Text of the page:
Verification: how 'formal' is a tool like Java Modeling Language (JML) compared to certified libraries and model checking?
(note: this is probably a beginner question, and English is not my first language)
Recently, I have read a paper that used the “Java Modeling Language” (JML), see for instance:
a) certified Software
To my understanding, a sorting algorithm proven correct in the theorem prover Coq (and possibly extracted to an ocaml program) is “certified software” or formally verified software, as a mathematical proof of the correctness can be extracted and possibly manually verified.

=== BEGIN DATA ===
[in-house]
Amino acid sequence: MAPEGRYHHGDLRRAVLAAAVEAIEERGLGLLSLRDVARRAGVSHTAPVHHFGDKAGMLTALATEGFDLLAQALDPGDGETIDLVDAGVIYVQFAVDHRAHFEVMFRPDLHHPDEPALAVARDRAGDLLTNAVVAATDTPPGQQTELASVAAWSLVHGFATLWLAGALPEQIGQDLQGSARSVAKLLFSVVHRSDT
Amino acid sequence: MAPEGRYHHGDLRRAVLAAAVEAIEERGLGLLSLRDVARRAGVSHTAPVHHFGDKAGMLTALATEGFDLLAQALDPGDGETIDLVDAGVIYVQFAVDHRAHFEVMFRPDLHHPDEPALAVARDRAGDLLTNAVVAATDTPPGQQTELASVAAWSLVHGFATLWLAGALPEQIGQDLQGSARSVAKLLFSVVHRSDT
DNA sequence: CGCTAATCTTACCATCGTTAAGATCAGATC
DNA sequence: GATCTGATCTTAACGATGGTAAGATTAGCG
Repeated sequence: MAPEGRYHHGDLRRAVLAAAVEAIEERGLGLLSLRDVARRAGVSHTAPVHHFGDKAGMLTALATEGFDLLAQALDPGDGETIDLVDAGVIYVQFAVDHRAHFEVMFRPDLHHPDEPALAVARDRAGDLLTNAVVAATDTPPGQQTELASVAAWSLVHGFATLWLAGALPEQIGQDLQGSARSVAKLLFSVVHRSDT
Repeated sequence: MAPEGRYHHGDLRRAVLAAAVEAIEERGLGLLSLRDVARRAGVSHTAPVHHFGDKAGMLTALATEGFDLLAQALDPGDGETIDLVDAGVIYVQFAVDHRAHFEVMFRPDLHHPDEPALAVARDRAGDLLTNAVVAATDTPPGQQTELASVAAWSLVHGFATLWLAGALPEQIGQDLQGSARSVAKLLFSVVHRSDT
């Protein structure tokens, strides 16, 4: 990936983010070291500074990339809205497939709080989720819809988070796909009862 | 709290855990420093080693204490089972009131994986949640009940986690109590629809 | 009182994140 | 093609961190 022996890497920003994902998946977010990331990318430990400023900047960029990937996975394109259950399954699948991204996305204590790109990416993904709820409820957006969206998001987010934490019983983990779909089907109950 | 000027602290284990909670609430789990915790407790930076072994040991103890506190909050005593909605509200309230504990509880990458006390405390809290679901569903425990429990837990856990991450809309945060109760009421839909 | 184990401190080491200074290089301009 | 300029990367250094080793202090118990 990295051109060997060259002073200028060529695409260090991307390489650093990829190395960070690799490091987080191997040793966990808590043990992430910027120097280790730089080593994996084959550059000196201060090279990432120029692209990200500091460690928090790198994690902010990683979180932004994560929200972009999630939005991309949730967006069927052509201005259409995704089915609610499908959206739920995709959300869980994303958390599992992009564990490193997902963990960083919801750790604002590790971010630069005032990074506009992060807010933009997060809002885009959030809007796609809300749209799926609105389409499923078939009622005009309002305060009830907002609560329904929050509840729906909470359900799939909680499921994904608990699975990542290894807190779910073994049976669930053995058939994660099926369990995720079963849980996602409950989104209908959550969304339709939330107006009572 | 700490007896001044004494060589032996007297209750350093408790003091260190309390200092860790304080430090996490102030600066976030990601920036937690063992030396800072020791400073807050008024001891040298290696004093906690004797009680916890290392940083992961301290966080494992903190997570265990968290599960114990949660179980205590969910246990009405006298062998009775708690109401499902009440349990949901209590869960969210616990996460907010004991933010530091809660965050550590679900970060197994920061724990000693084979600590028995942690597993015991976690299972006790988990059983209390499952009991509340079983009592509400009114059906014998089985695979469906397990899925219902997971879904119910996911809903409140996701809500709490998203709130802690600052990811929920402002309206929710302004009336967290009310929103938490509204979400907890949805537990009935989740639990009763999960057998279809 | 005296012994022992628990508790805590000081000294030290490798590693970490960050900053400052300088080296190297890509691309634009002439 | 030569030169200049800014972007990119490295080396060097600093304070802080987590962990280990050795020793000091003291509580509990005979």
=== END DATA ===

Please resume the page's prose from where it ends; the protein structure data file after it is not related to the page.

b) model checking
software verified via model checking is not certified or formally verified software, as the model checker has to be trusted.
How does the “Java Modeling Language” (JML) compare for verification purposes?
Okay, I think I get it. It is not about software verification, as it is stated that:
The contracts are defined by program code
in the programming language itself, and are trans-
lated into executable code by the compiler. Thus,
any violation of the contract that occurs while the
program is running can be detected immediately.
I cannot find a real example of verification in the above paper, at least not in the sense of model checking or certified software, so I guess they just don’t have an emphasis on formal methods.